About the Book
'I want sukh (peace)-Won't you give me sukh?' asked a middle-aged Shanti who witnessed the death of her three sons, one of them an infant, and her husband in a house lit with kerosene by marauding mobs; Dr Swaranpreet heard the woman in silence. She claimed the police had inserted a stick inside her.... Swaranpreet realised that she had been cruelly violated; He spoke a single sentence but repeated it twice in chaste Punjabi: 'Please give me a turban? I want nothing else....' These are voices begging for deliverance in the aftermath of Indira Gandhi's assassination in October-November 1984 in which 2,733 Sikhs were killed, burnt and exterminated by lumpens in the country. Nilanjan Mukhopadhyay walks us through one of the most shameful episodes of sectarian violence in post Independent India and highlights the apathy of subsequent governments towards Sikhs who paid a price for what was clearly a state-sponsored riot. Poignant, raw and most importantly, macabre, the personal histories in the book reveal how even after three decades, a community continues to battle for its identity in its own country.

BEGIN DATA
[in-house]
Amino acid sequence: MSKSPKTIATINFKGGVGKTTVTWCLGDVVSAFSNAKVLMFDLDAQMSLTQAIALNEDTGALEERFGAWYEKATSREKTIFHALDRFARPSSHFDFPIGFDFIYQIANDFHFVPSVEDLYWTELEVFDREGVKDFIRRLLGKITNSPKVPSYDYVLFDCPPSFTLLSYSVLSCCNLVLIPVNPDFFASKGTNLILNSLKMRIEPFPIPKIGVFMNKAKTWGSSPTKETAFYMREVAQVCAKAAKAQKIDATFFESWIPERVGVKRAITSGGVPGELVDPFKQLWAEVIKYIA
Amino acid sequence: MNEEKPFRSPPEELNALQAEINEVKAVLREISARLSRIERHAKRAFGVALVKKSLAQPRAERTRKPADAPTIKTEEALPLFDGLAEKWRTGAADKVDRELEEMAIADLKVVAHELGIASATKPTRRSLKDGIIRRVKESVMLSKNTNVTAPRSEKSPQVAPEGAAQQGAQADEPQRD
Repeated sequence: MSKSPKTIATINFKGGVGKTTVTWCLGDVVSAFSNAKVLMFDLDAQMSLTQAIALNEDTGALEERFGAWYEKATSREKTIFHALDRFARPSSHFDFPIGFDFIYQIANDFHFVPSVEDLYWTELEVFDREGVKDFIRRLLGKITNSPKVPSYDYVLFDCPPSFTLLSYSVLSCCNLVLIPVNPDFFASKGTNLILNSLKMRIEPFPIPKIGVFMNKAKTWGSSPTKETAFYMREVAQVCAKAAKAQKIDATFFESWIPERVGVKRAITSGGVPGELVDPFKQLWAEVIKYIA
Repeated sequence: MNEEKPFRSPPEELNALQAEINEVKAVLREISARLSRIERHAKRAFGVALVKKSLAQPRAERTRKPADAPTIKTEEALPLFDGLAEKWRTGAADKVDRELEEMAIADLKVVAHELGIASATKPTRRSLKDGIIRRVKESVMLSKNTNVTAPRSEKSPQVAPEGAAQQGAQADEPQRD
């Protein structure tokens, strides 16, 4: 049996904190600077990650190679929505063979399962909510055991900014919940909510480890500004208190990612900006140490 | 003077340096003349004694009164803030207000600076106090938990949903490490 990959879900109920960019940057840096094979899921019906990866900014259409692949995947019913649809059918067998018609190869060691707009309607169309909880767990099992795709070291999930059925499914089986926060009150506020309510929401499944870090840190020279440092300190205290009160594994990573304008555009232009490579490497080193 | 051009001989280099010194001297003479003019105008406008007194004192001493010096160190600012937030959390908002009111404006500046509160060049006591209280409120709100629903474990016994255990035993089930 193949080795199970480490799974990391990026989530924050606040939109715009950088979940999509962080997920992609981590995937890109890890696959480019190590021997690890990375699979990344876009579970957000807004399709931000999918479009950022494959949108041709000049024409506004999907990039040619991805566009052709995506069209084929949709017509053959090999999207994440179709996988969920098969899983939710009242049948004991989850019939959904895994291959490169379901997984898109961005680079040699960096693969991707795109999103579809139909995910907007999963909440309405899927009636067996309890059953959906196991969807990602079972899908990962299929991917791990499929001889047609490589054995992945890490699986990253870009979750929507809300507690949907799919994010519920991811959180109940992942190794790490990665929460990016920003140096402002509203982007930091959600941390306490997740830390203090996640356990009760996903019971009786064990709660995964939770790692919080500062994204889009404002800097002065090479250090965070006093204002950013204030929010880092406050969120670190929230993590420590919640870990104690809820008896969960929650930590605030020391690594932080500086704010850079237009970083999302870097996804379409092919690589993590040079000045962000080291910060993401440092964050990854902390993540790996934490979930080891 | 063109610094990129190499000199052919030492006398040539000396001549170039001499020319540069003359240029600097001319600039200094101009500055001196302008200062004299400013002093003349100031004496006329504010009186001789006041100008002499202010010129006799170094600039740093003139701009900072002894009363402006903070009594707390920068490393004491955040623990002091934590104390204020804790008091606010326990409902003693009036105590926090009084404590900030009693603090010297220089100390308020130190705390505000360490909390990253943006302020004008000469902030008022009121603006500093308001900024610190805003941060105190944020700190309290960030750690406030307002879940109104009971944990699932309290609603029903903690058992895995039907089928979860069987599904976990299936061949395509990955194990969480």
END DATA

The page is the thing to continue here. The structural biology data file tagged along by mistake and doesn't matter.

About the Author
Nilanjan Mukhopadhyay dropped college and picked up journalism as a career in the early 1980s. He worked and wrote for several newspapers and magazines like The Economic Times, Hindustan Times, Outlook and The Statesman. He currently also presents a weekly show- 'A Page From History'- on Lok Sabha TV which showcases historical debates and issues. His first book, The Demolition: India At The Crossroads was published in 1994 and in 2013 he wrote the critically acclaimed best seller, Narendra Modi: The Man, The Times, which was published by Westland/TRANQUEBAR. Nilanjan Mukhopadhyay is also a playwright and one of his plays has been performed by a leading amateur theatre group. He lives on the edge of Delhi, bordering Uttar Pradesh.
|Sikhs- The Untold Agony Of 1984
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